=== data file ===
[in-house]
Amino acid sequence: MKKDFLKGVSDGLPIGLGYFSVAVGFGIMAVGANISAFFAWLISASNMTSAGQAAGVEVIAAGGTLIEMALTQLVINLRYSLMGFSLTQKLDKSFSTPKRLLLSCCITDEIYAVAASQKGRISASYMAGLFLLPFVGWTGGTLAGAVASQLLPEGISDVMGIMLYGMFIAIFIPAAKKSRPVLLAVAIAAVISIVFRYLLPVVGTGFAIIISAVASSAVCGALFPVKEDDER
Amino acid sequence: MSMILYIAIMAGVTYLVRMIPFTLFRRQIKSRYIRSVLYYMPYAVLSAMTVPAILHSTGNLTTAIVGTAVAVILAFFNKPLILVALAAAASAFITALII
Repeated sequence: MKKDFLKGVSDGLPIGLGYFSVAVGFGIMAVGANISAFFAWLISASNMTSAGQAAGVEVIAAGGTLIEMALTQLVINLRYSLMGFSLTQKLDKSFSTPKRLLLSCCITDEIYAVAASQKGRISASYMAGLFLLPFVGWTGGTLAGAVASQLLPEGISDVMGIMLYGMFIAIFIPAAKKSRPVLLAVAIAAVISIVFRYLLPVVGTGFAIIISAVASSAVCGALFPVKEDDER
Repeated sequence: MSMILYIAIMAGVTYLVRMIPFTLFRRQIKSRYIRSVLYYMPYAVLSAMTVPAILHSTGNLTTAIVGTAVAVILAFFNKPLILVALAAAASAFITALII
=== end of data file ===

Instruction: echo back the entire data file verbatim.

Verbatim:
[in-house]
Amino acid sequence: MKKDFLKGVSDGLPIGLGYFSVAVGFGIMAVGANISAFFAWLISASNMTSAGQAAGVEVIAAGGTLIEMALTQLVINLRYSLMGFSLTQKLDKSFSTPKRLLLSCCITDEIYAVAASQKGRISASYMAGLFLLPFVGWTGGTLAGAVASQLLPEGISDVMGIMLYGMFIAIFIPAAKKSRPVLLAVAIAAVISIVFRYLLPVVGTGFAIIISAVASSAVCGALFPVKEDDER
Amino acid sequence: MSMILYIAIMAGVTYLVRMIPFTLFRRQIKSRYIRSVLYYMPYAVLSAMTVPAILHSTGNLTTAIVGTAVAVILAFFNKPLILVALAAAASAFITALII
Repeated sequence: MKKDFLKGVSDGLPIGLGYFSVAVGFGIMAVGANISAFFAWLISASNMTSAGQAAGVEVIAAGGTLIEMALTQLVINLRYSLMGFSLTQKLDKSFSTPKRLLLSCCITDEIYAVAASQKGRISASYMAGLFLLPFVGWTGGTLAGAVASQLLPEGISDVMGIMLYGMFIAIFIPAAKKSRPVLLAVAIAAVISIVFRYLLPVVGTGFAIIISAVASSAVCGALFPVKEDDER
Repeated sequence: MSMILYIAIMAGVTYLVRMIPFTLFRRQIKSRYIRSVLYYMPYAVLSAMTVPAILHSTGNLTTAIVGTAVAVILAFFNKPLILVALAAAASAFITALII